A racer competing in the Prescott Speed Hill Climb in Winchombe, Gloucestershire, crashed his $380,000-plus vintage Bugatti when the brakes failed, causing the car to slam into the side of a wall.
As captured in a dramatic video footage, the driver, Edmund Burgess from Lavenham, Suffolk appears to be crushed inside of his 1924 Bugatti T13 as it flips over while maneuvering around a hairpin bend. Burgess' head barely misses the divider wall as his car careens out of control. Incredibly, Burgess not only emerged from the wreckage alive, but unharmed and after receiving the go-ahead from paramedics, he departs the scene to get a beer at a local bar.
Burgess said he hopes to be driving the vintage Bugatti again in about eight weeks once the repairs are complete.
The Bugatti Type 13 is one of the carmaker's most hallowed models. The T13 was the first actual automobile the company ever assembled and production lasted from 1910 through the 1920s. It's unclear exactly what kind of T13 Burgess was driving in the Prescott Speed Hill Climb, but most models ran on an 8-valve engine, although some variants utilized a 16-valve head. It's possible that Burgess' particular T13 was a Brescia, which was the first full-production automobile with a multi-valve engine.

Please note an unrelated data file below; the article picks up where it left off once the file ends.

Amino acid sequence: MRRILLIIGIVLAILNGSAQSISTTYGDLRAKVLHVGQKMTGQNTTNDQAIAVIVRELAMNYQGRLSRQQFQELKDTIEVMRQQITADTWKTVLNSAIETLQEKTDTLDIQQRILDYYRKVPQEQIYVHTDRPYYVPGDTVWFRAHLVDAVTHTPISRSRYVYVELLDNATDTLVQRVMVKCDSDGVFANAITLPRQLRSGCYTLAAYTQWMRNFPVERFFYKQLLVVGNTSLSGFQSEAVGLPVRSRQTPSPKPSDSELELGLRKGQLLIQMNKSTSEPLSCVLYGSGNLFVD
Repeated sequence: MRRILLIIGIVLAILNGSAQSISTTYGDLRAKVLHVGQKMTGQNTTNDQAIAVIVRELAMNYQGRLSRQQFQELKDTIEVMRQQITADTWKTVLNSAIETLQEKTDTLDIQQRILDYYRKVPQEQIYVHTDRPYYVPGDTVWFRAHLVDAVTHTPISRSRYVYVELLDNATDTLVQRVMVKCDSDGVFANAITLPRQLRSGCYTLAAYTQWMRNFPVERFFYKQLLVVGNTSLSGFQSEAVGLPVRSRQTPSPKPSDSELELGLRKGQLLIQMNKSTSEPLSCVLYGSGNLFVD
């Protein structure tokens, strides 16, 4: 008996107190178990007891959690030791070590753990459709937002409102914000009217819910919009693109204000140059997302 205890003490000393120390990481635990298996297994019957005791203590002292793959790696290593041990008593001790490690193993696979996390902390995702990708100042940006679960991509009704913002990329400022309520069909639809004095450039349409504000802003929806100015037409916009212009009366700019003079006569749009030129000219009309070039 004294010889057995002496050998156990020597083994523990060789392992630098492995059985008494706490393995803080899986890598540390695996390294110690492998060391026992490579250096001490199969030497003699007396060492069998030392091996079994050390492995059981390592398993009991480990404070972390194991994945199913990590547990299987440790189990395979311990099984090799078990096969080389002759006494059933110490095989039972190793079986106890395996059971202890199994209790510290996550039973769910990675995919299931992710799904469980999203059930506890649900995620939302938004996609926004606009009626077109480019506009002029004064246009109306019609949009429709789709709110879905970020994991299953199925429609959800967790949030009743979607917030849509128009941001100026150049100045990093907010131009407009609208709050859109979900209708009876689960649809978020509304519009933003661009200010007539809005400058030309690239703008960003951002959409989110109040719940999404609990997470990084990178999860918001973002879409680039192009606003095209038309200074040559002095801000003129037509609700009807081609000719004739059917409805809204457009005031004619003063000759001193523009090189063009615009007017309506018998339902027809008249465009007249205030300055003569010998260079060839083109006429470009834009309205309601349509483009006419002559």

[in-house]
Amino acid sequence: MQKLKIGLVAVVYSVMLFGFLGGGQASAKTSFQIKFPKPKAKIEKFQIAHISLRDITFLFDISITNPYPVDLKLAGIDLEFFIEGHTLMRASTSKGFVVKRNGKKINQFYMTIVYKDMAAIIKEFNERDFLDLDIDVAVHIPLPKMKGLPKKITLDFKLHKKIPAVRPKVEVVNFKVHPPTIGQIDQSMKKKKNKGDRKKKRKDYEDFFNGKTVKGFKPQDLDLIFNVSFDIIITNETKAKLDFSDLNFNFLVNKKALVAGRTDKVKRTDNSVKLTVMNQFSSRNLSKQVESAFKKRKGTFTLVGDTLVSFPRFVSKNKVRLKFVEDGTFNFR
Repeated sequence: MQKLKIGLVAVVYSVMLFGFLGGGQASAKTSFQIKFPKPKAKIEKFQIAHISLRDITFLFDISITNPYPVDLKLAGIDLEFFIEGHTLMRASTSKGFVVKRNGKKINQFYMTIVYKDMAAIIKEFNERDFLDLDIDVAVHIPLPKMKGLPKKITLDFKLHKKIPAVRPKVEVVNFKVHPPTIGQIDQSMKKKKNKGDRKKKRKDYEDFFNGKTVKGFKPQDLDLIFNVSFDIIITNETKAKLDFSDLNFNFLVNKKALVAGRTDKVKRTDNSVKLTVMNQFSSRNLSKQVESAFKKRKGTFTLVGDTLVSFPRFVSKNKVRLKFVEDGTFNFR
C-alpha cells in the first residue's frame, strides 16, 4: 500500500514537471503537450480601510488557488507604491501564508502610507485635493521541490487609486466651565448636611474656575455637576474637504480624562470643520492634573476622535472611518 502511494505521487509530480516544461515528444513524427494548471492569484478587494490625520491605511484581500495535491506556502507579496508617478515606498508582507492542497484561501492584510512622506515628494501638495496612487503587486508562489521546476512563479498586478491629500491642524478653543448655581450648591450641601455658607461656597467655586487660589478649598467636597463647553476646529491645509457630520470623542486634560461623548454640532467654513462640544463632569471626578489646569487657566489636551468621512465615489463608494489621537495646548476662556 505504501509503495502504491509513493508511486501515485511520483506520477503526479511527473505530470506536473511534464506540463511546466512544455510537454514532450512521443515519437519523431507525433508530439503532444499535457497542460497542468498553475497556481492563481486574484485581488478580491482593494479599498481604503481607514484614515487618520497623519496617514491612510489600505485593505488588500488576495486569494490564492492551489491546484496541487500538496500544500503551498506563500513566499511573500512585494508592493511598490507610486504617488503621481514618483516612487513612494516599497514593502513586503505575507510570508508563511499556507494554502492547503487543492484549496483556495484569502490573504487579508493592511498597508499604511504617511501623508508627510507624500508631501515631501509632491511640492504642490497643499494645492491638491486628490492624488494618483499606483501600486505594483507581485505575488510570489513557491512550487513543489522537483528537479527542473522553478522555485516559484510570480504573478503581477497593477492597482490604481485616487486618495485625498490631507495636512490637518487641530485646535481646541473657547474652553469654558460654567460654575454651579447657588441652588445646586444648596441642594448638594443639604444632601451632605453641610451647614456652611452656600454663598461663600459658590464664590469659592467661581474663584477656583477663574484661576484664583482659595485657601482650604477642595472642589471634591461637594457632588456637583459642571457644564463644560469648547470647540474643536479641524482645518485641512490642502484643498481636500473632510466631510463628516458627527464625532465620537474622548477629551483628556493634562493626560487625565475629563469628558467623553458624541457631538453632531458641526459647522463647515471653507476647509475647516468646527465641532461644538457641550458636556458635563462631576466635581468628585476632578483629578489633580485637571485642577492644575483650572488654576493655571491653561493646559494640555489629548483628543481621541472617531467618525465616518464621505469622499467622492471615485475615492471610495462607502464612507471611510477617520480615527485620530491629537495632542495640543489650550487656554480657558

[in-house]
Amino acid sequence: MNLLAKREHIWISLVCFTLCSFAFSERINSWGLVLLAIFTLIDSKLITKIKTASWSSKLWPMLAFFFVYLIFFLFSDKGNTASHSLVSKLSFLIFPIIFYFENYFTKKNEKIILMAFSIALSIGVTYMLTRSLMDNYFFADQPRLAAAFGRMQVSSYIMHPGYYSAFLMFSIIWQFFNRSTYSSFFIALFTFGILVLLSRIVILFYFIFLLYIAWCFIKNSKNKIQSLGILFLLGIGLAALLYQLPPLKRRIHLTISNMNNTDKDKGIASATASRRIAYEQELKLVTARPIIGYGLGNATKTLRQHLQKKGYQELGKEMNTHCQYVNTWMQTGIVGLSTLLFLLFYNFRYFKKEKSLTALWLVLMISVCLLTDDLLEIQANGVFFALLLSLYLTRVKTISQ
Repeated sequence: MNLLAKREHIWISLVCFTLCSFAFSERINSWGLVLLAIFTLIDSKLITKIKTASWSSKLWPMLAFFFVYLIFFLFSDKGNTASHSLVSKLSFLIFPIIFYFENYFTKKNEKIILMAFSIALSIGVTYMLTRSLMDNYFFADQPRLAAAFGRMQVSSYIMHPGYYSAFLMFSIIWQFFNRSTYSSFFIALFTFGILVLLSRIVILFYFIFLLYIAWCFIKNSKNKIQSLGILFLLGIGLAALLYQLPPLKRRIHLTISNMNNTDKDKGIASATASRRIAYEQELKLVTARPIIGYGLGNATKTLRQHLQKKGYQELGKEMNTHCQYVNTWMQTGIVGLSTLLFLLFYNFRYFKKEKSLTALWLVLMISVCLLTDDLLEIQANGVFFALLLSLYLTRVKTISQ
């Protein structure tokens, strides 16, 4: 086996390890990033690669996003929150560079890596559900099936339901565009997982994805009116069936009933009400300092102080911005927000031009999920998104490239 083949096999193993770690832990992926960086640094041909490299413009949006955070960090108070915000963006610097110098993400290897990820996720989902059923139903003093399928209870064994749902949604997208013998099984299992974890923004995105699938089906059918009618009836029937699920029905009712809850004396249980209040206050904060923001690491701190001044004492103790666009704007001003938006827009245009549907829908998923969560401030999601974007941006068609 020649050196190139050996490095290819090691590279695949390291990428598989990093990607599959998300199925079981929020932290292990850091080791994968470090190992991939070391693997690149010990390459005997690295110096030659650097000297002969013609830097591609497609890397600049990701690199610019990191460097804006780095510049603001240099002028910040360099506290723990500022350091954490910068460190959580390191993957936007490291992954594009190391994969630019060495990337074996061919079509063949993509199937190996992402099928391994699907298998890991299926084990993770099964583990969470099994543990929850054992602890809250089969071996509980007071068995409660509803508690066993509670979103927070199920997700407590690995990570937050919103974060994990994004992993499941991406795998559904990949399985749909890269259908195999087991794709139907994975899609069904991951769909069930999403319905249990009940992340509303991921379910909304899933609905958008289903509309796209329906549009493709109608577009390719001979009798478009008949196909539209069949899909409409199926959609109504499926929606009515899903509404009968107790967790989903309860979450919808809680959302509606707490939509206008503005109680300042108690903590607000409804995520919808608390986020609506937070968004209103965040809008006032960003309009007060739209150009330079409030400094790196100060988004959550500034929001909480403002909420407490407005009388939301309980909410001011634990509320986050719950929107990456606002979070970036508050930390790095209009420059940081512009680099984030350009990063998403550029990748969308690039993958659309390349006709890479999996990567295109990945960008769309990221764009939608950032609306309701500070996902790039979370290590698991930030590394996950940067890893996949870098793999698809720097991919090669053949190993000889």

In contrast, Bugatti's current top-of-line model, the Veyron, has slightly more impressive specs. It features an 8-liter quad-turbocharged W16 cylinder engine with 64 valves. The supercar generates 1,001 horsepower, 922 lb.-ft of torque and has a top speed of 253 mph. The Veyron has a base price tag of $1.7 million dollars and goes all the way up to $2.7 million for the Super Sport model, which produces 1,200 horsepower and has a top speed for 267 mph. In addition, the Bugatti Veyron uses special tires manufactured by Michelin specifically for the Veyron and these cost $25,000. The tires can only be mounted in France and this service costs an additional $70,000.